The Pair Expelled from the Garden: Part 3 of 3 (series: Lessons on Genesis)
by John Lowe
and a flaming sword which turned everyway,
“And a flaming sword, which turned every way” literally means “the flame of a sword turning itself”; not brandished by the cherubim, but existing separately, and flashing out from among them; an emblem of the Divine glory in its attitude towards sin. Apparently it was in constant motion, cutting here and there, representing the devouring fire of the divine wrath, and showing the cherubim to be ministers of judgment.
to keep the way of the tree of life.
“To keep” means to watch over or guard (Genesis 2:15), “the way of the tree of life.” “To keep the…tree of life” might imply that all access to it was to be prohibited; but “to keep the way” signifies “to keep the way” open as well as to keep it shut. With the expulsion of man from the Garden of Eden, paradise itself vanished from the earth. God did not withdraw from the tree of life its supernatural power, nor did He destroy the garden before their eyes, but simply prevented their return, to show that it should be preserved until the time of the end, when sin would be rooted out by the judgment, and death abolished by the Conqueror of the serpent—“The last enemy that shall be destroyed is death” (1 Corinthians 15:26)—and when upon the new earth “the tree of life” would flourish again in the heavenly Jerusalem, and bear fruit for the redeemed (See Revelation 20:1-15 and 21). So, God does not annihilate the garden or its tree of life. Annihilation does not seem to be His way. On the other hand, he sets his cherubim “to keep the way of the tree of life.” This paradise, then, and its tree of life are in safe keeping. They are in reserve for those who will become entitled to them after an intervening period of trial and victory, and they will reappear in all their pristine glory and in all their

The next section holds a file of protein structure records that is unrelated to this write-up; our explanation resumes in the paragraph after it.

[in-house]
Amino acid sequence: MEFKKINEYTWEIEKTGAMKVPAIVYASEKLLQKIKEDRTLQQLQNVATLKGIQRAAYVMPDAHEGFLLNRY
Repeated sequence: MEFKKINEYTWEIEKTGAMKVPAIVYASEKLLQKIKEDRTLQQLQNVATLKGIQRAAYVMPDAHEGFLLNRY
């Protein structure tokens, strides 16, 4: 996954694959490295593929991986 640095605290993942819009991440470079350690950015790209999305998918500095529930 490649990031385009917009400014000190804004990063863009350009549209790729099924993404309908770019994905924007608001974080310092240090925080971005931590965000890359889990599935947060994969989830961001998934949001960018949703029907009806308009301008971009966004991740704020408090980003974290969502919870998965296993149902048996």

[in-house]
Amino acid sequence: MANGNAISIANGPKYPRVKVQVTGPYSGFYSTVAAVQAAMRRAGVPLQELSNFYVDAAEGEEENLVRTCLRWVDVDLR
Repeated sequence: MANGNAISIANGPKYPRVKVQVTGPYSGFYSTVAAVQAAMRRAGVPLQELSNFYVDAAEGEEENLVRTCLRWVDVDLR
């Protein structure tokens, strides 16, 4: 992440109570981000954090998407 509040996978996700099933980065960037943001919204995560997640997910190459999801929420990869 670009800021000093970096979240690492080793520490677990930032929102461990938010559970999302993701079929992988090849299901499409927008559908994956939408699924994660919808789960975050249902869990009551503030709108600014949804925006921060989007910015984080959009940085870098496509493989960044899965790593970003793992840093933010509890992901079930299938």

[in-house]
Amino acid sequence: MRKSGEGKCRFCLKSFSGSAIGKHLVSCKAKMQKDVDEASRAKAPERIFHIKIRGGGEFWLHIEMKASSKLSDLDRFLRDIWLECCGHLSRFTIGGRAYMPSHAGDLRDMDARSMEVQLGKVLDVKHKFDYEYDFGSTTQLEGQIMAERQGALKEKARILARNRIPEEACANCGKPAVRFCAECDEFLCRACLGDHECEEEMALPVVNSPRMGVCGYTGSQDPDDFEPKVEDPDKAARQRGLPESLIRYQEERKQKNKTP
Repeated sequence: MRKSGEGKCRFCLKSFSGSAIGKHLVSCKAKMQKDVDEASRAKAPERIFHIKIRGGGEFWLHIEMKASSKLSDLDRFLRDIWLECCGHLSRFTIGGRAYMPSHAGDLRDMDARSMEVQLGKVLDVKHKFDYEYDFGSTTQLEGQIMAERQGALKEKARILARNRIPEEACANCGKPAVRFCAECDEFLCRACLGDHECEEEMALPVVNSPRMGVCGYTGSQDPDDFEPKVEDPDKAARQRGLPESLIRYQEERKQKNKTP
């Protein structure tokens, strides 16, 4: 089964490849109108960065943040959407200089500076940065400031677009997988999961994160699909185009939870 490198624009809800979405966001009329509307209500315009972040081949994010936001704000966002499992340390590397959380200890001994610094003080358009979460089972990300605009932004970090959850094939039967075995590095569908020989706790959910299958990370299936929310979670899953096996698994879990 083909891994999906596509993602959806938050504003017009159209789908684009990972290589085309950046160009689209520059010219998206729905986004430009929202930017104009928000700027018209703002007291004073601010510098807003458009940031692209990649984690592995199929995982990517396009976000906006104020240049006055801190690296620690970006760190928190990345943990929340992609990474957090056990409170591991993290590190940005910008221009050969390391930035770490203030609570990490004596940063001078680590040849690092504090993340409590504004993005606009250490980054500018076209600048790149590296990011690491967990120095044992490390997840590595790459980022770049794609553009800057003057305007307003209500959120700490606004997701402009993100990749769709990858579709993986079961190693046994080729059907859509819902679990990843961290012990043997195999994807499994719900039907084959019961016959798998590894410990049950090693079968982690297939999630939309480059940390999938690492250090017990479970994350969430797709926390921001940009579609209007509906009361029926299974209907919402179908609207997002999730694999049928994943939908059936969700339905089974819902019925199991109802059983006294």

beauty to the high-born and new-born perfection of man. The sinful nature which has been infused into man will fall off, at least from the chosen number who take refuge in the mercy of God; and in all the freshness and freedom of a heaven-born nature.
By keeping the pair from ever having contact with the tree of life our God is showing them and us, that life and salvation are not to be had, unless the law and justice of God are satisfied; and that they were not to be expected on the foot of men's works, but only through Christ, the way, the truth, and the life; that no happiness should be expected to come from the covenant of works, nothing but wrath and vengeance; and that there must be another way opened, or there could be no enjoyment of the heavenly paradise.
It is clear that Adam never ate from the tree of life. Had he continued in fellowship with God by obedience to the command of God, he might have eaten of it, because he was created for eternal life.
This marks the beginning of The Second Dispensation: Conscience. By disobedience man came to a personal and experimental knowledge of good and evil—of good as obedience, of evil as disobedience to the known will of God. Through that knowledge conscience awoke. Expelled from Eden and placed under the second, or ADAMIC COVENANT, man was responsible to do all known good, to abstain from all known evil, and to approach God through sacrifice. The result of this second testing of man is stated in Gen 6:5—“And GOD saw that the wickedness of man was great in the earth, and that every imagination of the thoughts of his heart was only evil continually”—and this dispensation ended in the judgment of the Flood. Apparently "the east of the garden" (Gen 3:24), where the cherubim and the flame stood guard, remained the place of worship through this second dispensation.